HMS Eskimo (F75)
Eskimo in 1941
|Builder:||Vickers Armstrongs, Walker, Newcastle upon Tyne|
|Laid down:||5 August 1936|
|Launched:||3 September 1937|
|Commissioned:||30 December 1938|
|Identification:||Pennant number: L75, F75 & G75 successively|
|Fate:||Sold for scrapping, 27 June 1949|
|Class & type:||Tribal-class destroyer|
|Displacement:||1,850 tons (standard),
2,520 tons (full)
|Length:||377 ft (115 m) o/a|
|Beam:||36 ft 6 in (11.13 m)|
|Draught:||9 ft (2.7 m)|
|Installed power:||44,000 shp (33,000 kW)|
|Propulsion:||Three Admiralty 3-drum boilers, steam turbines on two shafts|
|Speed:||36-knot (67 km/h)|
|Range:||524 tons fuel oil
5,700 nmi (10,600 km) at 15 knots (28 km/h)
HMS Eskimo was a Tribal-class destroyer, laid down by the High Walker Yard of Vickers Armstrong at Newcastle-on-Tyne on 5 August 1936. She was launched on 3 September 1937 and commissioned on 30 December 1938. Eskimo served throughout the Second World War, seeing action in Norway, the Mediterranean, the English Channel and in Burma. After the war Eskimo was used as an accommodation and headquarters ship, finally being used as a practice target before being scrapped in 1949.
Eskimo participated in the Second Battle of Narvik in April 1940. On 12 April Eskimo was hit by a torpedo fired from German destroyer Z2 Georg Thiele. The explosion caused severe damage, blowing off Eskimo's bow. After temporary repairs, by the shipwrights of the fleet repair ship Vindictive at Skjelfjorden in Norway, Eskimo was able to return to the Vickers Armstrong works at Newcastle for rebuilding.
She supported the Allied landings in North Africa in November 1942 and served with the 10th Destroyer Flotilla at Plymouth. Eskimo was extensively damaged when two German dive bombers attacked her in the Mediterranean while taking part in Operation Husky. She cornered and sank the enemy German submarine U-971 while in company with the Canadian destroyer Haida and a Liberator aircraft of the Czech air force in the English Channel north of Brest on 24 June 1944. During the final days of the war, she operated in the Far East.
Eskimo was reduced to an accommodation and headquarters ship for minesweepers, wreck-disposal vessels, and salvage craft clearing the Thames and Medway estuaries in 1946. She was used as a target ship in the Gareloch, sold for scrap on 27 June 1949 and finally broken up at Troon.
Eskimo's bell is in the collection of the National Maritime Museum. Imperial War Museums holds a range of material relating to Eskimo, including photographs, film, and an officially commissioned watercolour by Vivian Pitchforth showing Eskimo refitting at Durban. The National Museum of the Royal Navy holds a detailed ship model of Eskimo, built by Commander John West. West had served in Eskimo as navigating officer at Narvik.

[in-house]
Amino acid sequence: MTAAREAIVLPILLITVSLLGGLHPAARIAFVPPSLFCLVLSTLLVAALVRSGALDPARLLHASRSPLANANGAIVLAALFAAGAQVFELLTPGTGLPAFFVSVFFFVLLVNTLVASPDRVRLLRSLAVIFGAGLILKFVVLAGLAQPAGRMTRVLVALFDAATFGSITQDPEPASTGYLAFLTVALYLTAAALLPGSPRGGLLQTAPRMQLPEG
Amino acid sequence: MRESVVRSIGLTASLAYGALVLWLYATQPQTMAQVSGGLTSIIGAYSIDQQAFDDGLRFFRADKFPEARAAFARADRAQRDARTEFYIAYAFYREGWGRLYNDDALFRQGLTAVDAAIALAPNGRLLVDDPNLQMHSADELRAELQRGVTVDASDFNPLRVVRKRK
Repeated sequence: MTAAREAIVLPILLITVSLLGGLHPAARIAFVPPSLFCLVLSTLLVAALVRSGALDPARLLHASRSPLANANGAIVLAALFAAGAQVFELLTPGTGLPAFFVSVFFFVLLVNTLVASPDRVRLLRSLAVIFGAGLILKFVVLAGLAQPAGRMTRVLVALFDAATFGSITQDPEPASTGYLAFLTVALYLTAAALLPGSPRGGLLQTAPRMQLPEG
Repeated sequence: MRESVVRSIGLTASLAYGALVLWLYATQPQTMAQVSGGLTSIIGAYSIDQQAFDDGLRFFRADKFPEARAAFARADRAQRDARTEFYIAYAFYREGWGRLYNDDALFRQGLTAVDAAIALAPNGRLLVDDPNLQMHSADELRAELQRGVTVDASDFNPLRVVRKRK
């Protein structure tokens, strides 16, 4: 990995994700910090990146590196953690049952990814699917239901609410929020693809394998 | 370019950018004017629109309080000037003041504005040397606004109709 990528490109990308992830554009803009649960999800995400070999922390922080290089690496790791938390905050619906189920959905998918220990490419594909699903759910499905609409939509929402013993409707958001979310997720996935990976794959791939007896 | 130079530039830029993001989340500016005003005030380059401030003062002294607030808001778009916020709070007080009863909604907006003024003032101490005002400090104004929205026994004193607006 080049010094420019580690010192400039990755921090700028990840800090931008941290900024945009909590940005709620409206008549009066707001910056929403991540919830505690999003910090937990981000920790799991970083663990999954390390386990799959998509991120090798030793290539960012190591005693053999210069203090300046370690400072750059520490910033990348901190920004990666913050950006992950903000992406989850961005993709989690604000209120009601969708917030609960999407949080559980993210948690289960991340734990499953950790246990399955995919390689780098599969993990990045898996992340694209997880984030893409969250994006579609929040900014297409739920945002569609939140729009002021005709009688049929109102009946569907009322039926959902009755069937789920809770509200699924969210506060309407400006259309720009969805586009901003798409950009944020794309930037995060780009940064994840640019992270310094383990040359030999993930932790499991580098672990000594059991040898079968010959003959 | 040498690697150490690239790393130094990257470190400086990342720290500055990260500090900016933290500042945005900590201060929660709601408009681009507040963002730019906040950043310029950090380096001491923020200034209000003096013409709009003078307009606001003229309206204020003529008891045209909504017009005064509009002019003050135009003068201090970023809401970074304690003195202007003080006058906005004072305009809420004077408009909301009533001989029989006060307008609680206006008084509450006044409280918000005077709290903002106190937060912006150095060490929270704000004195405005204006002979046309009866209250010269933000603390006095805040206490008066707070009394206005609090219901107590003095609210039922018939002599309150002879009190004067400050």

- The Times (London), Saturday, 4 September 1937, p.12
- The Times (London), Friday, 26 April 1940, p.6
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- Guðmundur Helgason. "HMS Eskimo (F 75)". Uboat.net. Retrieved 29 September 2013.
- Gough, Barry M; Wood, James A (Summer 2001). "'One more for luck': The destruction of U971 by HMCS Haida and HMS Eskimo, 24 June 1944". Canadian Military History 10 (3): 7–22. Retrieved 29 September 2013
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- "Collections Search for 'HMS Eskimo'". iwm.org.uk. Imperial War Museums. Retrieved 29 September 2013.
- "HMS Eskimo and other Destroyers Fitting Out at Durban". iwm.org.uk. Imperial War Museums. Retrieved 29 September 2013.
- Brady, Mark (Autumn 2012). "The museum's models: HMS Eskimo (1938)". In John Roberts. Scuttlebutt: The magazine of the National Museum of the Royal Navy (Portsmouth), HMS Victory and the Friends (National Museum of the Royal Navy) (45): 24–27. Retrieved 29 September 2013.
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- Brice, Martin H. (1971). The Tribals. London: Ian Allan. ISBN 0-7110-0245-2.
- English, John (2001). Afridi to Nizam: British Fleet Destroyers 1937–43. Gravesend, Kent: World Ship Society. ISBN 0-905617-95-0.
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